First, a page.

A five gallon bucket of bait in each hand, I was walking down a narrow trail through the forest doing my daily bait routine. My mind was on other things as I trudged along as I had hundreds of times before. Suddenly, I was jerked to attention when a crashing noise came from the bait only 50 yards away through the bush. My first thought was that I had jumped a deer. I didn’t think much about it until I got home and plugged the SD card from the trail camera into the computer.

I was surprised to discover a picture of a bear on the bait only 60 seconds before I arrived. I hadn’t jumped a deer after all, I had bumped a mature bear off my bait at 9:30 in the morning!

That bear never came back. For the remaining three weeks of the season, the bear never returned to that bait. In fact, most bear I’ve spooked off a bait here in northcentral Minnesota has either never returned to the bait, or only returned during darkness. I’ve learned to run the baits during midday when bears are least likely to be at the bait.

Contrast that to some of the wilderness bush areas of Canada, where bumping bears off a bait is often an everyday occurrence. In fact, you can often bump a bear off a bait and get in the treestand, only to have that bear come back within the hour.

The reason I relay these two scenarios is to help you understand that conditions are vastly different and what works great in one area may not work at all in another. The advice I am about to give should be filtered through the lens of the type of hunting you do and the conditions you are faced with.

As I have done bear hunting seminars over the past decade, I have noticed that a handful of question seem to come up a lot, and two of those are “How much bait should I put out at a time?” and, “How often should I run my baits?” The issue of what time of the day is best for baiting goes hand in hand with those two questions.

Let’s deal with the frequency of baiting first. My strategy is guided by the principle that I want the bears to be rewarded with something good to eat every time the show up. No exceptions. I want that bear to have a good experience every time he shows up. In a way I am training him by giving him an award, just like training a dog to get a treat each time he rolls over or sits up. I hunt in an area where baiting is competitive and there are other baits these bears could choose, so mine has to be the best baits and I don’t want to risk losing them. If that bear finds nothing to eat, he may move to another hunter’s bait and stay there for good. Or maybe a  bear was just passing through and you missed your one chance to hook him.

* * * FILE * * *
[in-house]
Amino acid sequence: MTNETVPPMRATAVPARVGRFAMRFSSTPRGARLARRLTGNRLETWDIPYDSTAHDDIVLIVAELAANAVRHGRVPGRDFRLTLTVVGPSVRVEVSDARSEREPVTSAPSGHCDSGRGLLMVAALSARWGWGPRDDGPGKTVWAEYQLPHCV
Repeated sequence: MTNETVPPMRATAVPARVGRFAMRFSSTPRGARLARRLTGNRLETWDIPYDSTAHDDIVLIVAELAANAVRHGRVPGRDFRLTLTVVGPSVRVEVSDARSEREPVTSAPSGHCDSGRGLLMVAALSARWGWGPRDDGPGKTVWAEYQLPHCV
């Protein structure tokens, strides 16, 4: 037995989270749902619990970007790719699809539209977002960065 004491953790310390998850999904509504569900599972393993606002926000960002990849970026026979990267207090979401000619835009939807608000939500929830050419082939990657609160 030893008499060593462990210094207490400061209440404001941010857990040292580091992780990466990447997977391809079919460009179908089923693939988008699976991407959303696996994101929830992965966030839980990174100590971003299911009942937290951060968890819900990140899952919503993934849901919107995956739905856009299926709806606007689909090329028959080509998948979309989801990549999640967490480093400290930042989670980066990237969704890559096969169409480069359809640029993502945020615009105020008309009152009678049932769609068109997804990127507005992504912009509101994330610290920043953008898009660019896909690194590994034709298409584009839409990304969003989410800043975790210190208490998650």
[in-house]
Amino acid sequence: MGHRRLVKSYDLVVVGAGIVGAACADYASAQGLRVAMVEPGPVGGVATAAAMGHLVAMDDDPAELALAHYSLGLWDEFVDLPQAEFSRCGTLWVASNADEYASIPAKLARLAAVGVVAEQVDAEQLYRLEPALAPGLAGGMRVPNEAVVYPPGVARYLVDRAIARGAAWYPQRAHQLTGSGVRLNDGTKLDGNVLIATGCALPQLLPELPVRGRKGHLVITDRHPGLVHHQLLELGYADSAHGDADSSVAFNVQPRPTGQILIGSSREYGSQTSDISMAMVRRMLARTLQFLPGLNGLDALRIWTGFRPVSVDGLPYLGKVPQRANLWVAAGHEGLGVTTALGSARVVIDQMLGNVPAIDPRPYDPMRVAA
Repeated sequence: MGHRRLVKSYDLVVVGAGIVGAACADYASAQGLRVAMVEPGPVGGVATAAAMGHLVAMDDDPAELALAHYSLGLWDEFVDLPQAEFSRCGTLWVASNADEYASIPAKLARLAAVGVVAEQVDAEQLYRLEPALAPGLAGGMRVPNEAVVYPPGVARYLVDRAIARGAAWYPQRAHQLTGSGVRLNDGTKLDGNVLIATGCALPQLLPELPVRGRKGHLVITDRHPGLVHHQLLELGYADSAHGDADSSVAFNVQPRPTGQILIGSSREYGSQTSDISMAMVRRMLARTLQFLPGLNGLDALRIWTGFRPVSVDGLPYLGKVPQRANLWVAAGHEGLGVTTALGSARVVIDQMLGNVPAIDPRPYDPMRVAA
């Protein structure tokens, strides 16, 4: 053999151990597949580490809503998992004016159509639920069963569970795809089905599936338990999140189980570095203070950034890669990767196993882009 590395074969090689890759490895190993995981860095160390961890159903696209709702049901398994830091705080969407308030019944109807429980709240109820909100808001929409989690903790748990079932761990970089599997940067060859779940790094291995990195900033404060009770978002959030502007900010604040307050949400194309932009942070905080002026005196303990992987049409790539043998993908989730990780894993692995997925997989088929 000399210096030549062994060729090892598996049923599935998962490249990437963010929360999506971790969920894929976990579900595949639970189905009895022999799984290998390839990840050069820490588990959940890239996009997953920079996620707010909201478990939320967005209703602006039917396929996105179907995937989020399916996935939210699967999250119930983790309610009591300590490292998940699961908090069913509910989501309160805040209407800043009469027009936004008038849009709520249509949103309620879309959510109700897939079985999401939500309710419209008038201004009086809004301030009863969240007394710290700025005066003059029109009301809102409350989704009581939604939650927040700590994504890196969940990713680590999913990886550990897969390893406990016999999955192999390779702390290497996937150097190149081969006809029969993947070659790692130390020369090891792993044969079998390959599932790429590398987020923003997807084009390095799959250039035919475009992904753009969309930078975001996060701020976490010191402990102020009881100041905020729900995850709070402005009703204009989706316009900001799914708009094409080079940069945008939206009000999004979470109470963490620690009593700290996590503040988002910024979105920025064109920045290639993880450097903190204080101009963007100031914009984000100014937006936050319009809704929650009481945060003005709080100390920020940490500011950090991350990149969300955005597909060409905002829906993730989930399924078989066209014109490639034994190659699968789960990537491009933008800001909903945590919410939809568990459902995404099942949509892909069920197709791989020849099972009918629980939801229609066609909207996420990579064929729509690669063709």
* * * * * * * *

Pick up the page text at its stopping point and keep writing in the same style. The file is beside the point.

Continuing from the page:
In a perfect scenario, that would mean I could load up a bait site with hundreds of pounds of bait and only fill it up when it gets low. But the reality of laws and circumstances create some curveballs in this strategy. In some states and provinces, it’s common to use a barrel or other container to protect the bait from the weather, but that’s illegal in others. In some states you are limited to the amount of bait you can put out, and in all states, bad weather can be a factor. Rain can ruin a good bait. Hot weather can turn things sour as well.

Here in Minnesota, I cover my bait with logs and replenish it quite often. If I’m expecting rainy weather, I will put out a smaller amount, then bait again as soon as the rain is done. I simply have to bait more often here because there are so many scavengers that whatever doesn’t get eaten by a bear is cleaned up by raccoons, squirrels, fishers, crows and ravens, and rodents. A handful of coon can eat a full bucket of donuts in one night. Once the logs are moved off the bait, it’s a free for all, and there will be no bait left within hours.

I don’t like it that I have to leave fresh human scent at the bait every day, but if I don’t bait it often, the bears will come back and find nothing there. That’s the trade-off to all the extra work and scent of baiting more often, in some cases every day.

There are exceptions to these rules. In some areas, there is little competition and fewer scavengers. I sometimes pull a tag for a zone three hours north of where I live where there are large blocks of state forest with fewer hunters and no raccoons. In this case, I can haul in 300 or more pounds of bait and put it in a crib so I only have to run the bait once or twice a week.

There are several positives to baiting often. You have a better feel for what is going on at the bait since you are checking the trail cameras every day and you know how often and when it is getting hit. That gives you a lot more information to work with when it comes time to decide which bait to hunt.